View Full Version : Are HPs Worth the Realism?

Tequila Sunrise
2007-08-07, 04:16 PM
As I work on my homebrew system, I've come to an impasse. My goal in designing this system is to strike a balance between realism and simplicity (two things that d&d is hit-or-miss with) in a setting where characters can become truly heroic.

I've designed a hit point system that allows higher level characters to be heroically tough. It involves five injury categories (from Healthy to Dead); if your character is in any of the middle three categories, they loose a small amount of HP each round to represent blood loss. Every time a character goes down a category, he/she has to make a progressively higher Con check to remain conscious.

Now here's my problem: I've gone to a lot of trouble to make this HP system simple and yet lend the game a semblance of realism. But is it really worth it? When you play an rpg, does it lend to your excitement if your character could end up dying just from bloodloss? Or do questions like "why do I need a special feat/magic item to cause my enemy to bleed?" not hinder your game experience? Have you ever found a system that struck a good balance between the two? (I've played using vitality/wounds, but I felt that it took away most of the characters' heroic-ness while only lending a small amount of realism)


2007-08-07, 04:23 PM
The only system I play/DM with bleeding is an Exalted campaign I run. I completely ignore the Exalted bleeding rules for non-mortals, and they're pretty trivial to begin with (spend 1 mote reflexively=you're all better!).

Tequila Sunrise
2007-08-07, 05:56 PM
Exalted has bleeding rules? Wow. I'd expect Exalted to be even more cinematically-geared than D&D. Are the bleeding rules complicated or just so insignificant to an immortal that they're not worth tracking?

2007-08-07, 08:22 PM
I'm really fond of wound points/vitality points from Star Wars d20. The mechanic is nearly identical, but it makes the battles feel a lot more realistic. No more surviving taking a battle axe to the torso. It also feels more cinematic, to me: in movies, you don't have people constantly hitting each other with swords until one dies. You have people dueling each other, parrying and dodging everything, one of them clearly gaining the advantage, and then one cinematic stroke kills them.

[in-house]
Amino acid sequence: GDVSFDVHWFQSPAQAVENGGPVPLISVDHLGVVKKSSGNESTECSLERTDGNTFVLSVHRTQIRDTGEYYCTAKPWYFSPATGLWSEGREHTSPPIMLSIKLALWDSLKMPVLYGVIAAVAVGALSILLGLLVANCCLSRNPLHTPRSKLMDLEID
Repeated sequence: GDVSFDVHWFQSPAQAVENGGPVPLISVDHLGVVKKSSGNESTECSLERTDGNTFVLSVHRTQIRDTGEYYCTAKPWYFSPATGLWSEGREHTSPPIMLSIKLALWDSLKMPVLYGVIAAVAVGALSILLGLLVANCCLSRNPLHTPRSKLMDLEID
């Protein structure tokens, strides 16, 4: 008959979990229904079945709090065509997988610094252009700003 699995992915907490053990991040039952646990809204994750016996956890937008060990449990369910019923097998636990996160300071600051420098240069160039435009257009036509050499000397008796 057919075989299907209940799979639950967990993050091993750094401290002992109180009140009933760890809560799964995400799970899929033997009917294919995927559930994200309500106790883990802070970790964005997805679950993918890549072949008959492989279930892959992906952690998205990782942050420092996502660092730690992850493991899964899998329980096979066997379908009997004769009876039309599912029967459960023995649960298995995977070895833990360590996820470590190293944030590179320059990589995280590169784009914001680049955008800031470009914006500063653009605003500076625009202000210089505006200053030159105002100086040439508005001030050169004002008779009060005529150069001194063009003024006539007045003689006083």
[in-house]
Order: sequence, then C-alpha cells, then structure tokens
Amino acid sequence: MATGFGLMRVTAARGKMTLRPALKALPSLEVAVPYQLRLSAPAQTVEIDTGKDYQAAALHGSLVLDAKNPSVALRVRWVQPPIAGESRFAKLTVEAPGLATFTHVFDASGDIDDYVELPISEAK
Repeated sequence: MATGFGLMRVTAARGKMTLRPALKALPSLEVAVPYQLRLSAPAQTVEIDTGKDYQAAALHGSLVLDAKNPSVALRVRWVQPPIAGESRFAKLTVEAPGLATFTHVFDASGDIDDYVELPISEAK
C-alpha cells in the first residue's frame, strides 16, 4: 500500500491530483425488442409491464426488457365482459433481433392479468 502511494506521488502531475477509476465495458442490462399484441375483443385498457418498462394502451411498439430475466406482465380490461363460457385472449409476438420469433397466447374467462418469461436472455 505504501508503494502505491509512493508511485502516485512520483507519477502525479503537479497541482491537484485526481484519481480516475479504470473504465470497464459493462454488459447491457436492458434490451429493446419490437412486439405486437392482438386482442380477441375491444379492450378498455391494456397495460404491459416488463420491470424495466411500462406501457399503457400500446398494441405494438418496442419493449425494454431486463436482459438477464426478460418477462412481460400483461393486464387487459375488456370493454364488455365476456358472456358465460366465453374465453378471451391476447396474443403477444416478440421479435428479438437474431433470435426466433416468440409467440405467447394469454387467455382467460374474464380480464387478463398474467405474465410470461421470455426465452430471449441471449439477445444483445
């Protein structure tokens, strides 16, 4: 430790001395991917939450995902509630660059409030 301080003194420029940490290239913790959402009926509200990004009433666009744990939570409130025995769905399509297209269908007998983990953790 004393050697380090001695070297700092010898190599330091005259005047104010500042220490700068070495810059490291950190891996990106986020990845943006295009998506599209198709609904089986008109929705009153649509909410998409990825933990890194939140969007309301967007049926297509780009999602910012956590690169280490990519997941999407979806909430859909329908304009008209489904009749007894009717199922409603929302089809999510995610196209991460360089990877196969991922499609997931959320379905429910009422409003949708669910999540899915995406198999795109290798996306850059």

I recommend the 'Leaky Vitality' variant, where if the character ever takes damage past a certain threshhold, he takes one point of wound damage. If he takes double that threshhold, two points, etc. This makes it so it's not just 'fight until you drop;' the character will probably slow down and be less effective as the fight wears on.

2007-08-08, 11:51 PM
I have to admit, I just don't worry about it in 3e.

On the other hand, in my homebrewed D&D game, I tweaked things slightly. Unless something will obviously kill a Character (such as falling into a pit a lava or something), I don't consider a Character to be wounded until they hit 0 or lower Hit Points. I don't use the count down mechanic, but I impose penalties for being wounded. That pretty much solves most of my problems

2007-08-09, 01:39 AM
I've played shadowrun, and true20, both of which have a more realistic wound system that isn't too complicated and doesn't detract from the game. What they have in common is that you can only take a limited amount of hits, and as you get more damaged you become less able to fight. Handling things like slowly taking bleeding damage over time is a hassle and isn't very fun, a -2 penalty to attack rolls, skill, and ability checks or a fatigue status effect is a much simpler way to represent damage to character, besides, bleeding to death isn't very heroic.

Tequila Sunrise
2007-08-09, 01:05 PM
Thanks for all the input and suggestions! I've decided to drop the injury categories and all related complication. Too many people would just rather not be bothered.


2007-08-09, 01:21 PM
Cyberpunk 2020 had a nice system.
Characters had BODY stat (approx = CON) which adjusted the damage you took, and you had a series of wound states, each with four points - starting at "Light" and ranging to "Mortal 10", via "Critical", "Mortal 0" etc, etc.

Every point of damage you took prompted a "Stun Save" (1d10 vs BODY stat - stats being from 1 to 10, without enhancements) to avoid falling stunned (with a Stun Save each round to get back up if you did fall over).

Each wound state after the first four points gave you penalties to act. -2 to REFLEXES, then REFLEXES and INT halved, that sort of thing.
At "Mortal 0" that Stun Save is accompanied by a Death Save, adjusted by the number of the Mortal state you're in. Once you're at Mortal 10, you can't very easily make this save.

It sounds complex, but it wasn't. You sure as heck never wanted to expose your character to attack, which made for a realistic gun battle system...

For a fantasy game, I'd recommend you use the Wounds / Vitality variant, which is described in the d20 SRD hypertext (www.d20srd.org). That'd be the best base from which to apply your bleeding and lingering damage variants - and as it's from WotC, it's been thoroughly playtested already.

2007-08-09, 04:06 PM
and as it's from WotC, it's been thoroughly playtested already.

Woahh! I'll put that into my sig. ;)